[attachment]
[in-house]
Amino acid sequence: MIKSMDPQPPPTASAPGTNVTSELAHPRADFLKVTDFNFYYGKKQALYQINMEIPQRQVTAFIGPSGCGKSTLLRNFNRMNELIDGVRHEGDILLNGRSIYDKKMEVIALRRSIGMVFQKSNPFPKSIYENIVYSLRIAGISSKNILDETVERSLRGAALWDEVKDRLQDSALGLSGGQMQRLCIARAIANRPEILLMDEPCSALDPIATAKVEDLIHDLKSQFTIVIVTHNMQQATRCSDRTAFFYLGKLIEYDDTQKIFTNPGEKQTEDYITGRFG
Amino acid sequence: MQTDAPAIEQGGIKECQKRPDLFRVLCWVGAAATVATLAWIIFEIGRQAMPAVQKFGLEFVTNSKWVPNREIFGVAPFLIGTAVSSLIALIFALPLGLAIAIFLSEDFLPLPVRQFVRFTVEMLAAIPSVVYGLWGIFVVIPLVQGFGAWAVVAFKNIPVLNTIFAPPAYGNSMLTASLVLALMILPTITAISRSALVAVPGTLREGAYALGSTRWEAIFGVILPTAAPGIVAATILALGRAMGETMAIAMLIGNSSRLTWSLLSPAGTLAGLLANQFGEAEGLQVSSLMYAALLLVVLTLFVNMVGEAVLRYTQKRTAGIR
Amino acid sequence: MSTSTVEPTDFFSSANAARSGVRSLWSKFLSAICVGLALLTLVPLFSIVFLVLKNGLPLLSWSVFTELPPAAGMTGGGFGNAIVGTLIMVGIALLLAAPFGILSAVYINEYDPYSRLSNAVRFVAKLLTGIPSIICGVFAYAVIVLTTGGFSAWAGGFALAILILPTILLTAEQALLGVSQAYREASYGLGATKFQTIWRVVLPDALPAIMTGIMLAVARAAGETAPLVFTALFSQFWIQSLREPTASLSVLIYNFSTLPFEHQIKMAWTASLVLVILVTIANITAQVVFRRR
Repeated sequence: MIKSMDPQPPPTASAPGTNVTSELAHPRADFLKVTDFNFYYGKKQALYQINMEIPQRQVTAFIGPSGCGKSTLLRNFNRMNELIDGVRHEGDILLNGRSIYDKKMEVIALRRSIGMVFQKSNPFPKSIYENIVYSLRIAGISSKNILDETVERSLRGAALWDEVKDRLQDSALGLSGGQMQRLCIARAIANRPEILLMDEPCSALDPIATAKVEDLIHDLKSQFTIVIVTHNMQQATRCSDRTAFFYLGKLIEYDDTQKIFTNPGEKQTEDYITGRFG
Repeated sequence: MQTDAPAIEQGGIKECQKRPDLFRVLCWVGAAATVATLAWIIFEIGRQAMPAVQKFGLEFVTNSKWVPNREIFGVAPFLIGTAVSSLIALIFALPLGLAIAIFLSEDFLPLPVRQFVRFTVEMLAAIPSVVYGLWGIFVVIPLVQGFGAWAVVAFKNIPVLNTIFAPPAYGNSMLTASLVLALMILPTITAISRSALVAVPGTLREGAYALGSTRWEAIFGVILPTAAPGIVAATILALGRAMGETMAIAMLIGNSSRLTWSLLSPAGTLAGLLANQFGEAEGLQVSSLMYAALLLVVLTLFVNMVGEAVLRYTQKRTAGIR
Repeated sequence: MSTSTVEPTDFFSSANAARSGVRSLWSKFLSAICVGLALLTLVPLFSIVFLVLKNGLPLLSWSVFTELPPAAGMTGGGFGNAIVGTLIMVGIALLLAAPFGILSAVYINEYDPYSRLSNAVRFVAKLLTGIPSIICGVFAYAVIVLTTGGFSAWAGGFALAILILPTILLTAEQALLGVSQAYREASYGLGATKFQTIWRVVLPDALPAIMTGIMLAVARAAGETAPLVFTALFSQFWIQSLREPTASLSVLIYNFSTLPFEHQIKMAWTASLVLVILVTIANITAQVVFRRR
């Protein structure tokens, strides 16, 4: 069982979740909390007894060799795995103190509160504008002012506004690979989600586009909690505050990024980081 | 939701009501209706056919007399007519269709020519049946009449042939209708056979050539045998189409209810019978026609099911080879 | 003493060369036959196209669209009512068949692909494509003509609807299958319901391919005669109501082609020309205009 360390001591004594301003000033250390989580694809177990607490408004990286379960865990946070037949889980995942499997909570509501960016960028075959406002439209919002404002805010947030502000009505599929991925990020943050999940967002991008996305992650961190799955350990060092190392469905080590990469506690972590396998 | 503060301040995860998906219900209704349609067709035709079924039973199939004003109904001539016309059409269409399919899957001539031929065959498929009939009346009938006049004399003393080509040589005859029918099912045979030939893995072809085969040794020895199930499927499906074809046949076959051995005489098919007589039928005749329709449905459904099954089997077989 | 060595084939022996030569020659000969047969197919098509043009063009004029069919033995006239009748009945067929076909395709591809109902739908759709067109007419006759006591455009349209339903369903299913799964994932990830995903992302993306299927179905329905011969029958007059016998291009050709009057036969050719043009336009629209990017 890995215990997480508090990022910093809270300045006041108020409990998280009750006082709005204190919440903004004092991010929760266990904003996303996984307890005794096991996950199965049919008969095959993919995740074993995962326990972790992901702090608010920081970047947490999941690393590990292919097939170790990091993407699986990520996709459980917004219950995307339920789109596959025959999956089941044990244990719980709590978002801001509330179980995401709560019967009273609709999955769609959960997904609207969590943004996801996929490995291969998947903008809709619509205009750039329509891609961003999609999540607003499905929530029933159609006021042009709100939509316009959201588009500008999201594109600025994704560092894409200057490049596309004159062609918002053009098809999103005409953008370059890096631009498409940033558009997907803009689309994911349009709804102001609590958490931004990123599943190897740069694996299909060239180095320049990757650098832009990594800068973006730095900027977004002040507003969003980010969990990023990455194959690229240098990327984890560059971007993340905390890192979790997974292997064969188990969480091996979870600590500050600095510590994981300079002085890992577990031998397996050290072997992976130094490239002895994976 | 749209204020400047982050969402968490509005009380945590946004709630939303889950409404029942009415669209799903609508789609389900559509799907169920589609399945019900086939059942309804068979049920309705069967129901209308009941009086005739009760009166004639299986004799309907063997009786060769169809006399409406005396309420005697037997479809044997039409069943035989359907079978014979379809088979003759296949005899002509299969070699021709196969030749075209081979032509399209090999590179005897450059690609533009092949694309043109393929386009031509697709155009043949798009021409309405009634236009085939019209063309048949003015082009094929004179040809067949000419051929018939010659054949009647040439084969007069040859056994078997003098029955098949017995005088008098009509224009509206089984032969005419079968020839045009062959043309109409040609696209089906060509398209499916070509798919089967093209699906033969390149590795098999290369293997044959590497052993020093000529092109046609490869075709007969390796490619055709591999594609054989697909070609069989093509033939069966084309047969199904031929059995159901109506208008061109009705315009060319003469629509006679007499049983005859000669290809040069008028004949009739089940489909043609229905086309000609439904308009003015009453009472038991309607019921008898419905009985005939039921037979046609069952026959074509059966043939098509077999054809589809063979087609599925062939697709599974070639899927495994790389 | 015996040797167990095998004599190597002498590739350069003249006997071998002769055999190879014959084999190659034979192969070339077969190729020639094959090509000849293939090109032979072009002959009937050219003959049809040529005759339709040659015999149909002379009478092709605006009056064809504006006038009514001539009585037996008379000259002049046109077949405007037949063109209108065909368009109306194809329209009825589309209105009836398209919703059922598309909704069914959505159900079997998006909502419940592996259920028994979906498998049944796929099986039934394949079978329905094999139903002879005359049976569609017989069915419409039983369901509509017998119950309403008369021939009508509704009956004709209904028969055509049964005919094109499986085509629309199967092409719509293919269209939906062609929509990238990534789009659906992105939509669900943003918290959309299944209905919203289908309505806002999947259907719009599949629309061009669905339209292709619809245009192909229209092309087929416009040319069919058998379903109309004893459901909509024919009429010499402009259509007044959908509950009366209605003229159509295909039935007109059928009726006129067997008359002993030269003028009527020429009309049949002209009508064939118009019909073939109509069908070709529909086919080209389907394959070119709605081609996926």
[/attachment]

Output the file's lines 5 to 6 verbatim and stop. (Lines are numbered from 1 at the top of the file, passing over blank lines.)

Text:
Repeated sequence: MIKSMDPQPPPTASAPGTNVTSELAHPRADFLKVTDFNFYYGKKQALYQINMEIPQRQVTAFIGPSGCGKSTLLRNFNRMNELIDGVRHEGDILLNGRSIYDKKMEVIALRRSIGMVFQKSNPFPKSIYENIVYSLRIAGISSKNILDETVERSLRGAALWDEVKDRLQDSALGLSGGQMQRLCIARAIANRPEILLMDEPCSALDPIATAKVEDLIHDLKSQFTIVIVTHNMQQATRCSDRTAFFYLGKLIEYDDTQKIFTNPGEKQTEDYITGRFG
Repeated sequence: MQTDAPAIEQGGIKECQKRPDLFRVLCWVGAAATVATLAWIIFEIGRQAMPAVQKFGLEFVTNSKWVPNREIFGVAPFLIGTAVSSLIALIFALPLGLAIAIFLSEDFLPLPVRQFVRFTVEMLAAIPSVVYGLWGIFVVIPLVQGFGAWAVVAFKNIPVLNTIFAPPAYGNSMLTASLVLALMILPTITAISRSALVAVPGTLREGAYALGSTRWEAIFGVILPTAAPGIVAATILALGRAMGETMAIAMLIGNSSRLTWSLLSPAGTLAGLLANQFGEAEGLQVSSLMYAALLLVVLTLFVNMVGEAVLRYTQKRTAGIR